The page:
For expensive, ageworthy wine, I don't think we have any choice but to take our chances with natural cork. The other stuff does not look good for aging. Besides, my own experience with cork taint does not come close to 10 percent. So far, almost no one is using synthetics for ageworthy wine, so no dilemmas there. Let's keep it that way.

Monday, April 03, 2006

Baseball and Bordeaux?

Today marks the start of baseball season, something that still gives me a charge. All the old hoopla about rebirth and renewal still holds true, at least for a little while each spring as our thoughts turn to sitting outside again in a cozy baseball park while enjoying peanuts and hot dogs

I have to admit, when I think of watching a ballgame on a warm sunny day I picture myself with a cold beer in hand. But up here in the Northeast, really warm weather is probably a month away and warm nights at least two months away. What could be better then than a hearty red zinfandel or a cabernet to ward off the chill on an April or May night?

The folks in San Francisco already know this. While on a Napa Valley vacation last year, the wife and I took in a Giants game at AT&T Park. I shouldn't have been surprised, given that San Francisco is very near the epicenter of California winemaking, by the sight of wine carts in the promenade with very healthy selections of California wines. According to the San Francisco Chronicle, both the Giants and the Oakland Athletics have turned to wine in a big way to please their fans.

Of course, that's wine country. Can wine (we're not talking about wine coolers and white zin here) at ballparks really catch on anywhere else? Admittedly, they're a little different in the Bay area. For one thing, you won't smell hot dogs at the ballpark much. What you will smell is garlic, tons of it. Thanks to the proximity of Gilroy, CA., self-proclaimed garlic capital of the world, garlic fries are everywhere at the Park. I love garlic as much as the next fan, but we're talking eye-watering powerful aromas.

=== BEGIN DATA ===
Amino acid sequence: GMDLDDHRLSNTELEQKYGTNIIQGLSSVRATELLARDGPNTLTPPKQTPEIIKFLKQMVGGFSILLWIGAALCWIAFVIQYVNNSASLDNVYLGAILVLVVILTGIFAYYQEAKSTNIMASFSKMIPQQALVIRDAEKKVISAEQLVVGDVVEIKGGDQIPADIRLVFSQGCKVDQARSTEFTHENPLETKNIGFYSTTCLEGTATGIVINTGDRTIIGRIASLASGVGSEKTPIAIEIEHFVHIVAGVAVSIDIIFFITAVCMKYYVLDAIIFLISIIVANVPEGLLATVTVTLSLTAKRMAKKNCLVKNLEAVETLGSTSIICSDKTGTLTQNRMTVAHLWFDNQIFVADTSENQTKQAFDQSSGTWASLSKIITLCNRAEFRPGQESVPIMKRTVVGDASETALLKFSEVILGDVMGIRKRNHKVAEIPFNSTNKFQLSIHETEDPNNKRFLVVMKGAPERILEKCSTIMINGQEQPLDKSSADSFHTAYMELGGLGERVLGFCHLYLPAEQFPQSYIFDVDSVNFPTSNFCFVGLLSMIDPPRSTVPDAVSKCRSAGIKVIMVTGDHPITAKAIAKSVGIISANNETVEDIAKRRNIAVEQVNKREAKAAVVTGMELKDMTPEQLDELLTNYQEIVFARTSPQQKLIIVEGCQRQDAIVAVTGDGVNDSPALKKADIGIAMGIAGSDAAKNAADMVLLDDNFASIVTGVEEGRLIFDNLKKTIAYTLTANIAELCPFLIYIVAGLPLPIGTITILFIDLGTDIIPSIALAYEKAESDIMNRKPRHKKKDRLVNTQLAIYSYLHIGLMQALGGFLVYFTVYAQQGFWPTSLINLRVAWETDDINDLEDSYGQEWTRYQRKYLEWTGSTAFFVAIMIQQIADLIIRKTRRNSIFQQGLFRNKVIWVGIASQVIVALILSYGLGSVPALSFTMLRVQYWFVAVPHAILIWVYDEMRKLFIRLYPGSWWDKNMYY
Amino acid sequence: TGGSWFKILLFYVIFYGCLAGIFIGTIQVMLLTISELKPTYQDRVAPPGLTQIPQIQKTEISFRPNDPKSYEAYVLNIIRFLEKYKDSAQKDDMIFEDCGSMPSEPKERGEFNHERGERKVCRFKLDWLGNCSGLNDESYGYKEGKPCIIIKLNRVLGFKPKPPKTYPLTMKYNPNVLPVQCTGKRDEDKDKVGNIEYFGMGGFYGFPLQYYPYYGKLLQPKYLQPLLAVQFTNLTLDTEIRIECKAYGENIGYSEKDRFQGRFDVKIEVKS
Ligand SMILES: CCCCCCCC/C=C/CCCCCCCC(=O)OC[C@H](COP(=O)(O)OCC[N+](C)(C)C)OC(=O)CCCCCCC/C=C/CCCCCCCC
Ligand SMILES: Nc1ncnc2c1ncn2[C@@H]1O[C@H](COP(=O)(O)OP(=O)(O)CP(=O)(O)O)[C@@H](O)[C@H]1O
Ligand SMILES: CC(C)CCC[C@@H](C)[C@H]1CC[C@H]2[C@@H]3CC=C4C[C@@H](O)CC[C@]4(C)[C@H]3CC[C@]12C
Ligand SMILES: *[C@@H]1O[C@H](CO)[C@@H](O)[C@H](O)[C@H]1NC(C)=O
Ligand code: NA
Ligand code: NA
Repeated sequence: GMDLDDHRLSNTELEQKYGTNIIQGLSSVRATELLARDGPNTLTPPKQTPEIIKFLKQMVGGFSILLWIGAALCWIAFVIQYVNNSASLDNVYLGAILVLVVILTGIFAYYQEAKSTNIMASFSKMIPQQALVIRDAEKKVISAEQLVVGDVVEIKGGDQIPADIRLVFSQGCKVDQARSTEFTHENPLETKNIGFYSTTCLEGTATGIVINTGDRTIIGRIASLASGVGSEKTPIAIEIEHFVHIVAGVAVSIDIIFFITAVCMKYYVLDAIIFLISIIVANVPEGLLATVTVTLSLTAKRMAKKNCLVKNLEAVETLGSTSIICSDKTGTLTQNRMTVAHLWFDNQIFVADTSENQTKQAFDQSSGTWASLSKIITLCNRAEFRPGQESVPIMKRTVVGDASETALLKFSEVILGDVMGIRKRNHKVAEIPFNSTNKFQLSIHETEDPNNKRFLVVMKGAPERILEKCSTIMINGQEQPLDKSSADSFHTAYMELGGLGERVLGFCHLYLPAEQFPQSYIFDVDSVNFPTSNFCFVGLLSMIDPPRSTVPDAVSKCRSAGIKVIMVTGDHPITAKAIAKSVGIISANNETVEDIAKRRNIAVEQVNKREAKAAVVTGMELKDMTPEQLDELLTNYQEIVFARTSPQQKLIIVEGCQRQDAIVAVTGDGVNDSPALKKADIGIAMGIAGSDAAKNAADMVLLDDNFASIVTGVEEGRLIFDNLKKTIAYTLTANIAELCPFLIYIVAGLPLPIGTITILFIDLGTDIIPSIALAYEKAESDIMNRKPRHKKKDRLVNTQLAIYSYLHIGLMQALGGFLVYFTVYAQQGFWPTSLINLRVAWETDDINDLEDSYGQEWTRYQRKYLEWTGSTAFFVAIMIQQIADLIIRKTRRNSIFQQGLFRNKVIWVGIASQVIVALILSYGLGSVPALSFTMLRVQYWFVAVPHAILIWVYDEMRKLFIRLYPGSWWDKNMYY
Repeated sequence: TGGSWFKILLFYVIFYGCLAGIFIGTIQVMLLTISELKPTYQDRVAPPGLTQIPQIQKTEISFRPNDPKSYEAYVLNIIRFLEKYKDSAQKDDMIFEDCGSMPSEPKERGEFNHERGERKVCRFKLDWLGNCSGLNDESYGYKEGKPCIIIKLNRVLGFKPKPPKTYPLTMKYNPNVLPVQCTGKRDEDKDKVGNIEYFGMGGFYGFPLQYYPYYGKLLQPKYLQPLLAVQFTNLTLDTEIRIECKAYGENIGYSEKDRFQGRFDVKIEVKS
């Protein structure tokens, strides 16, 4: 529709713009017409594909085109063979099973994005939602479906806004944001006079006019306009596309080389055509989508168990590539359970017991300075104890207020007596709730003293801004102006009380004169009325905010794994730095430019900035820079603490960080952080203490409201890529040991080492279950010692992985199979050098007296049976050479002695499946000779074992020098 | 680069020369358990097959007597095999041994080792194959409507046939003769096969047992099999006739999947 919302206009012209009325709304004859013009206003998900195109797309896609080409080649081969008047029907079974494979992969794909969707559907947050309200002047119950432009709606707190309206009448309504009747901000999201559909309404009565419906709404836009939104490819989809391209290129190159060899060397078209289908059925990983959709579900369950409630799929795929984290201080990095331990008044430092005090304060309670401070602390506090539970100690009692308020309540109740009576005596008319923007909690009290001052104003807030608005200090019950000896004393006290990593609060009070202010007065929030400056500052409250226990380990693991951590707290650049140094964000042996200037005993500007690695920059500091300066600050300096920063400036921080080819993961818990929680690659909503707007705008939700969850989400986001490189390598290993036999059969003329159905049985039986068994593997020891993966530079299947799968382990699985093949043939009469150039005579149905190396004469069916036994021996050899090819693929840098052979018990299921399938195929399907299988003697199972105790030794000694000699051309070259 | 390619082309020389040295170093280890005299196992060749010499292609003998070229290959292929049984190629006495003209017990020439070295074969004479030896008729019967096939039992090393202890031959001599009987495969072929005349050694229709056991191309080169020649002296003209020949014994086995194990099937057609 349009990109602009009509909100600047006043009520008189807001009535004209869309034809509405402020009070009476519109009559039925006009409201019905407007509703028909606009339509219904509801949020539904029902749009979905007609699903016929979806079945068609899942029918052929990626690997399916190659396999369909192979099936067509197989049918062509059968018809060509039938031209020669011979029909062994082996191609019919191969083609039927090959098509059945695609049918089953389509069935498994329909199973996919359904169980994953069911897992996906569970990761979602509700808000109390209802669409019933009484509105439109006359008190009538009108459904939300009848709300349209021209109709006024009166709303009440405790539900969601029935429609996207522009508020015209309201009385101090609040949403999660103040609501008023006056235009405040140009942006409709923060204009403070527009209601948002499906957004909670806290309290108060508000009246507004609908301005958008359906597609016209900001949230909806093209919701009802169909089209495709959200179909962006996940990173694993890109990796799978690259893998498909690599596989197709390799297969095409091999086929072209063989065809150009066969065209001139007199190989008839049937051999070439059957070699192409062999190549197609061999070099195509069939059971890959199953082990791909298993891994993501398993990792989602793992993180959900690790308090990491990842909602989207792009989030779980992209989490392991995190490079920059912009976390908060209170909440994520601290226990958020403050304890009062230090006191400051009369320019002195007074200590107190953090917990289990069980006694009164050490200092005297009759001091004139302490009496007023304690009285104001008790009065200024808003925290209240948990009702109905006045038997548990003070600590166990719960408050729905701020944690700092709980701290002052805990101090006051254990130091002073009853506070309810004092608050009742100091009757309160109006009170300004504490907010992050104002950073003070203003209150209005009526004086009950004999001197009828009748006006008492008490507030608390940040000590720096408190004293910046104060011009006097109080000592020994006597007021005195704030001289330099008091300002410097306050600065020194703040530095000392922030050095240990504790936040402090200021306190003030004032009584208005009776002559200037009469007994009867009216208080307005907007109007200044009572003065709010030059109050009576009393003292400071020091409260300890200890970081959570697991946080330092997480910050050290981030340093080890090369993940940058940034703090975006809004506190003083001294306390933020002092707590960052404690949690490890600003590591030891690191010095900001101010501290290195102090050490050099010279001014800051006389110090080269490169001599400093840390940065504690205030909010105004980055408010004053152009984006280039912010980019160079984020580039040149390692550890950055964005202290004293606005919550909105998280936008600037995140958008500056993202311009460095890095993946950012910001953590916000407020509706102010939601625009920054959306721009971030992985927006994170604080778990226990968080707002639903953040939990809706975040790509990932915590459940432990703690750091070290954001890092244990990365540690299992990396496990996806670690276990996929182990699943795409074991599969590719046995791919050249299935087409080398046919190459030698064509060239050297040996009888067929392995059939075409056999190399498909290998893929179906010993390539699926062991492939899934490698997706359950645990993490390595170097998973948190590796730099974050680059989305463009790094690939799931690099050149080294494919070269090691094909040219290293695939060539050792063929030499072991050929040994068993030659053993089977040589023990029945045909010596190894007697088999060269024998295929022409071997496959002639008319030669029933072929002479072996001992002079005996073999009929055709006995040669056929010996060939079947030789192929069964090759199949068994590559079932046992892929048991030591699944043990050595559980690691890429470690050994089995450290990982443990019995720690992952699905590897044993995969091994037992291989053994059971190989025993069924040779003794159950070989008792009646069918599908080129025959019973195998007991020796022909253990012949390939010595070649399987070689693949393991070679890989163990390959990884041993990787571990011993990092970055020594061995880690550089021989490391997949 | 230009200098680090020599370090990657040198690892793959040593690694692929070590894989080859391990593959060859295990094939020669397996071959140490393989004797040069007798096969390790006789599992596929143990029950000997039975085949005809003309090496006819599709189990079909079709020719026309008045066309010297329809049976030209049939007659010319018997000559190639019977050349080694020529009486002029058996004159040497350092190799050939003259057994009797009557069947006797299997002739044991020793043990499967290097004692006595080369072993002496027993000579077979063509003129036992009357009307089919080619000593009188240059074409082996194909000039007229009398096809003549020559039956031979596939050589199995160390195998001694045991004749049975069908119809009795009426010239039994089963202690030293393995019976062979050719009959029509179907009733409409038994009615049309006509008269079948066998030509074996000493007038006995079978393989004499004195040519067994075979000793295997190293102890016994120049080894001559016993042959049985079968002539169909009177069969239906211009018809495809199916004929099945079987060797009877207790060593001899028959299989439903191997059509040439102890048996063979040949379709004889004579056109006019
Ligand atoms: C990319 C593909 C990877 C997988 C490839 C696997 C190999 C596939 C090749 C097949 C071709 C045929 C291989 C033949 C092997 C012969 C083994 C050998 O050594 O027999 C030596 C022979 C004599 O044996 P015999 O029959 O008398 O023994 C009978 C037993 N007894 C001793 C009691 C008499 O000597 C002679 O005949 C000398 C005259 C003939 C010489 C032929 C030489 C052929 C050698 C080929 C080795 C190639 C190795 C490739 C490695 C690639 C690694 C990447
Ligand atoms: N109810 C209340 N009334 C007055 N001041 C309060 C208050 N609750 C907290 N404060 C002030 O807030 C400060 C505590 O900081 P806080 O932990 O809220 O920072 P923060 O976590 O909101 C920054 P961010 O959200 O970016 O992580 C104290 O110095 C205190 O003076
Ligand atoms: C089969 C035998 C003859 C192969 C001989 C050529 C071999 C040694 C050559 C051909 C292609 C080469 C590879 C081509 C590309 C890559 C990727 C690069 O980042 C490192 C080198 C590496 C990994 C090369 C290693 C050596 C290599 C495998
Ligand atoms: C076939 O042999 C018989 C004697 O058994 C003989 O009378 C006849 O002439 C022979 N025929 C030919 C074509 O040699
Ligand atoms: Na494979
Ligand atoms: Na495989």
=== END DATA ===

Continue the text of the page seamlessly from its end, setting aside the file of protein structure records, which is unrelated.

But even if California is indeed different, I think there's hope for wine in other ballparks. And, I have a few suggestions for marrying the sound of wineslurping with the crack of the bat. For virtually anyone, there's Greenwood Ridge's Home Run Red. Now how can you strike out with a wine like that at the ballpark?

For Cincinnati-area baseball fans, the ballpark should definitely be serving Laurel Glen's Reds, a terrific, inexpensive red blend.

Red Diamond wines from Washington State should work nicely for Seattle Mariner fans. And, of course Texas fans would do well to pick up just about any of the Rhone Rangers.

St. Louis fans may have to travel a bit to find it, but Cardinal Red from Virginia would be just the ticket to enjoying a Cardinals game on a cool Midwest night. If you're a fan in Arizona, then by all means break out the Diamondback Vineyards.

Of course, Tom "Terrific" Seaver is now producing his own wines, so if you can get your hands on one of those it's sure to bring back memories of the amazin' Mets.

As a devoted Red Sox fan, I'm not sure what to choose just yet for the opener (they're on the road, but I'll be there in spirit). But it will be red and it will be a winner!

Sunday, April 02, 2006

New Oregon Trail

Recent stories showing that wines with funky labels, especially those featuring critters, sell really well may lead some to conclude that clever marketing is more important than what's in the bottle. To be sure, some bad wines are getting a boost from good art direction.

Hopefully, quality winemakers will hop on board the eye-popping label bandwagon, giving impulse buyers a decent shot of enjoying a good wine. One vintner that does not have to play catch up is Van Duzer, an Oregon producer of wonderful pinot noirs and pinot gris. They not only make great wines, their pinot noir is wrapped in a great label.

At a winetasting party we did last fall, the Van Duzer label was the visual hit of the party. And, the wine inside was as well. We had another bottle of the '02 Van Duzer pinot noir last night with dinner, and I was reminded of how delicious and interesting this wine is.

With its earthy complexity and brown spice notes, this pinot noir is a terrific example of Willamette Valley pinot noir. Oregon's Willamette Valley tends to be cool with its fair share of rain, not unlike Burgundy where the world's most exultant pinot noirs are made in great vintages. Willamette Valley, again like Burgundy, will never achieve the consistency of California's famous pinot-producing appellations, such as the Russian River Valley. But when conditions are right, they make enticing and sophisticated pinot noir that is unique.

I enjoy good California pinot noirs with their generous, ripe fruit. But Oregon pinots are a must for other occasions. Hopefully, creative labels like Van Duzer's will help beat a path to the doors of many great Oregon winemakers. With Van Duzer, at least, there is truth in advertising.